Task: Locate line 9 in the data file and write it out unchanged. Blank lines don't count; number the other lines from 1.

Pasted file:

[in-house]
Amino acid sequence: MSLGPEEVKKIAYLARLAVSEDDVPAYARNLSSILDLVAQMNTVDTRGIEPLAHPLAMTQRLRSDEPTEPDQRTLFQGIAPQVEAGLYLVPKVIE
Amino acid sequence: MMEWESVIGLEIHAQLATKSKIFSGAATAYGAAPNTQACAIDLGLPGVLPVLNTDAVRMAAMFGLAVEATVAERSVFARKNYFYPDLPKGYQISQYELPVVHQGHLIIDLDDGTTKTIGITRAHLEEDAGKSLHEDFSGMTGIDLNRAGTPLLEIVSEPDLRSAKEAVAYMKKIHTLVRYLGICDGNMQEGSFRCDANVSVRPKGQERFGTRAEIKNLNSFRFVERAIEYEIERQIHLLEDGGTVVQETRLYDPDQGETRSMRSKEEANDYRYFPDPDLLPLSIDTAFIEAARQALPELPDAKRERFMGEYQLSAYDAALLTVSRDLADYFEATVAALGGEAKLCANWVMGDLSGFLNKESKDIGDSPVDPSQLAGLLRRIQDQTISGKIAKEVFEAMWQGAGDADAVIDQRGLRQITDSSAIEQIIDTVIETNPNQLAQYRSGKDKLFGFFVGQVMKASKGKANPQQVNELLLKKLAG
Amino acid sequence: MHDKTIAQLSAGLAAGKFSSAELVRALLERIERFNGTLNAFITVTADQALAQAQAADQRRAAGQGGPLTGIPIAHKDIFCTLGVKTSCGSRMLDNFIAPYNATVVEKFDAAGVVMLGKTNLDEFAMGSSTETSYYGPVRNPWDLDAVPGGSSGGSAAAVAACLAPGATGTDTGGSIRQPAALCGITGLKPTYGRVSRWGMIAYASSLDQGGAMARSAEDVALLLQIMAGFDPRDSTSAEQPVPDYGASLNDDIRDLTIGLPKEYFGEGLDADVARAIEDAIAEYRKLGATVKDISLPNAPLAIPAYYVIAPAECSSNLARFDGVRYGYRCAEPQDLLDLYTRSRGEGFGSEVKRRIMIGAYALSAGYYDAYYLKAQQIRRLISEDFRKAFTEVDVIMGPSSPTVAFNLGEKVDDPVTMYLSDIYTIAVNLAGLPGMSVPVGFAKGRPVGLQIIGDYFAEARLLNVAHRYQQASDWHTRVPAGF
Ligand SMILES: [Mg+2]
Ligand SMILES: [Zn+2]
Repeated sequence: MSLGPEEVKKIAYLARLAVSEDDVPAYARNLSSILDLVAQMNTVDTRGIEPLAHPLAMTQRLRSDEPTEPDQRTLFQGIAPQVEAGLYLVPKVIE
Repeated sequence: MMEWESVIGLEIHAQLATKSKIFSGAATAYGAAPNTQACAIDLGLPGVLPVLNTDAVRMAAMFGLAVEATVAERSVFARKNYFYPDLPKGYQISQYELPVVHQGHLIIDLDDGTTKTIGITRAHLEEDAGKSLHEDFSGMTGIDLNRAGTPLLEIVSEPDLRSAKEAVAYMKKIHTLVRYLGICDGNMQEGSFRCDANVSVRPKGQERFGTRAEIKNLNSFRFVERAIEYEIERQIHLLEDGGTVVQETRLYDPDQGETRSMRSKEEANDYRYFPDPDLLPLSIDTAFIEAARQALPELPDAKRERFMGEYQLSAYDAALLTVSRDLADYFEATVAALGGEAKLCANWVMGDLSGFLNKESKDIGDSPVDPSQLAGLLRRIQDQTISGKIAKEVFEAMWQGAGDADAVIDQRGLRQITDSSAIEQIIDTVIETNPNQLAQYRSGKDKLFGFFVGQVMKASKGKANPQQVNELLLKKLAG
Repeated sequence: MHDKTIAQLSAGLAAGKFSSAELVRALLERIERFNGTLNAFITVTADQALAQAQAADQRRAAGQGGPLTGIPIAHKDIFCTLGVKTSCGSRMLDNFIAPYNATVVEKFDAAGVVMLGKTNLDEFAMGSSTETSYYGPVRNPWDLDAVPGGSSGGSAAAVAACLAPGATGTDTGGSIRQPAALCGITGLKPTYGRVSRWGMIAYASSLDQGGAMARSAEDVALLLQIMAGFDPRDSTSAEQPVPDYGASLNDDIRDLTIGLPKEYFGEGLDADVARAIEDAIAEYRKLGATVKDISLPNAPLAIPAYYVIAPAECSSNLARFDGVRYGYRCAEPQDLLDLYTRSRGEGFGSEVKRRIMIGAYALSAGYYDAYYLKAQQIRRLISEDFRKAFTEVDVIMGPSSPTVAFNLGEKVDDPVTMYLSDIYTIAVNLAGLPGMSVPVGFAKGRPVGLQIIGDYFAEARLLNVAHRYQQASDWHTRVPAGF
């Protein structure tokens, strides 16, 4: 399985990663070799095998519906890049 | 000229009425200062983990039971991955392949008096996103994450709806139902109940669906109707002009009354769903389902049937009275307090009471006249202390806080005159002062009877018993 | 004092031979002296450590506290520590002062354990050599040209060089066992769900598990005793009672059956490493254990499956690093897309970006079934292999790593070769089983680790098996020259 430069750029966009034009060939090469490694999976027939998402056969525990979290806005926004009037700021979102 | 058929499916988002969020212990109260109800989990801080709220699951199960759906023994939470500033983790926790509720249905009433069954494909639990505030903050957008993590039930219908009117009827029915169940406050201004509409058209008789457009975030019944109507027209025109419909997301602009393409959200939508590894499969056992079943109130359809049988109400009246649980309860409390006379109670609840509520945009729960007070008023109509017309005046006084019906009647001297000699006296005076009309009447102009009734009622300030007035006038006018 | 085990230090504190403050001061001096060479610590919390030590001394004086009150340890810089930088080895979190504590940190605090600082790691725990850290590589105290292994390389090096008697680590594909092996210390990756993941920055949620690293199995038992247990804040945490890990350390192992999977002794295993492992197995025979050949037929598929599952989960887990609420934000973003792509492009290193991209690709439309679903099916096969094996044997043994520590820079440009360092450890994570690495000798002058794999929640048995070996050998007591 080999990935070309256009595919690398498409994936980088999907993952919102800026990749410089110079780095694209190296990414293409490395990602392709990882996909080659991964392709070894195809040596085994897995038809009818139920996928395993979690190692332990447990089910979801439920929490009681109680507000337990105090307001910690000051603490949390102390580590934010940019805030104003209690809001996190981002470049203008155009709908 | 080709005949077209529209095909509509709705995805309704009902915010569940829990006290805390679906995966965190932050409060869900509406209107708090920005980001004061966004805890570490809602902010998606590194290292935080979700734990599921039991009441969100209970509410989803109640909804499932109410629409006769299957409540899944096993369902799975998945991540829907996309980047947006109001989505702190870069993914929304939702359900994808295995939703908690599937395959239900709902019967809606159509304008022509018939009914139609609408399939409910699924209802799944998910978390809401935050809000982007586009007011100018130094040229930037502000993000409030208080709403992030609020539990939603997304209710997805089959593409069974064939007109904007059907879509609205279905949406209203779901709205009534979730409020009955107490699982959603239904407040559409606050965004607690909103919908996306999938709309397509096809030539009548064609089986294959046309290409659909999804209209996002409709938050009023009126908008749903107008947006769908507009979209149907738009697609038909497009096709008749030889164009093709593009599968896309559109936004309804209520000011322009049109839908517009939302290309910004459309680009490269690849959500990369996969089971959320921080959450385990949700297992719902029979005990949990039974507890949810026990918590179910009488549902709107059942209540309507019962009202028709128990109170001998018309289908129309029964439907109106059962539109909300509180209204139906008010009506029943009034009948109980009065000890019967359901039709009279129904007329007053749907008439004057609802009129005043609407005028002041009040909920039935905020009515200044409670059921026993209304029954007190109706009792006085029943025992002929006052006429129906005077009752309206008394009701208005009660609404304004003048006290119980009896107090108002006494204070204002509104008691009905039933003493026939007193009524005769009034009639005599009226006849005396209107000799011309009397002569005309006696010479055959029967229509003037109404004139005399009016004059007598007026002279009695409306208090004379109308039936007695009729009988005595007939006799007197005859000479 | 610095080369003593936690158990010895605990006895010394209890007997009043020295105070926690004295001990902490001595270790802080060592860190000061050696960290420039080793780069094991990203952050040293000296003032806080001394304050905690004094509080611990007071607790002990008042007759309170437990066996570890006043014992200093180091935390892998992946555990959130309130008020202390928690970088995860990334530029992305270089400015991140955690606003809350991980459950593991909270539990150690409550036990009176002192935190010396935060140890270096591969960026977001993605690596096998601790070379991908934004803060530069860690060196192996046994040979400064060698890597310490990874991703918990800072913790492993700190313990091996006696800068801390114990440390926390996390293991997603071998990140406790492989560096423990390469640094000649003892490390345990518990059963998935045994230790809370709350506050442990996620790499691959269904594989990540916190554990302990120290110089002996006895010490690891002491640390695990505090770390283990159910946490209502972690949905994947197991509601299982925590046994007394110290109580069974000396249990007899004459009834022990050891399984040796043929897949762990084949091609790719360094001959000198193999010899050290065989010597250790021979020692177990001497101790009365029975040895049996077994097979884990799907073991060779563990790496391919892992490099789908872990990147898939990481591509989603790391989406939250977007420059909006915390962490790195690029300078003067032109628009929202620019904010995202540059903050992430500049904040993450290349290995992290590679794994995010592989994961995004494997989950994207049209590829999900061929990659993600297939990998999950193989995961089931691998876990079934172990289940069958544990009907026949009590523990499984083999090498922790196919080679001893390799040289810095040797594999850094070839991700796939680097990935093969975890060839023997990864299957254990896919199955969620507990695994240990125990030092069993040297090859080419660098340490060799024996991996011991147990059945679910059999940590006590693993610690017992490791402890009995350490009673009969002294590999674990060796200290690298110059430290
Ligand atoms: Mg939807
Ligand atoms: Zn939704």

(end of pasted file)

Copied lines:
Repeated sequence: MHDKTIAQLSAGLAAGKFSSAELVRALLERIERFNGTLNAFITVTADQALAQAQAADQRRAAGQGGPLTGIPIAHKDIFCTLGVKTSCGSRMLDNFIAPYNATVVEKFDAAGVVMLGKTNLDEFAMGSSTETSYYGPVRNPWDLDAVPGGSSGGSAAAVAACLAPGATGTDTGGSIRQPAALCGITGLKPTYGRVSRWGMIAYASSLDQGGAMARSAEDVALLLQIMAGFDPRDSTSAEQPVPDYGASLNDDIRDLTIGLPKEYFGEGLDADVARAIEDAIAEYRKLGATVKDISLPNAPLAIPAYYVIAPAECSSNLARFDGVRYGYRCAEPQDLLDLYTRSRGEGFGSEVKRRIMIGAYALSAGYYDAYYLKAQQIRRLISEDFRKAFTEVDVIMGPSSPTVAFNLGEKVDDPVTMYLSDIYTIAVNLAGLPGMSVPVGFAKGRPVGLQIIGDYFAEARLLNVAHRYQQASDWHTRVPAGF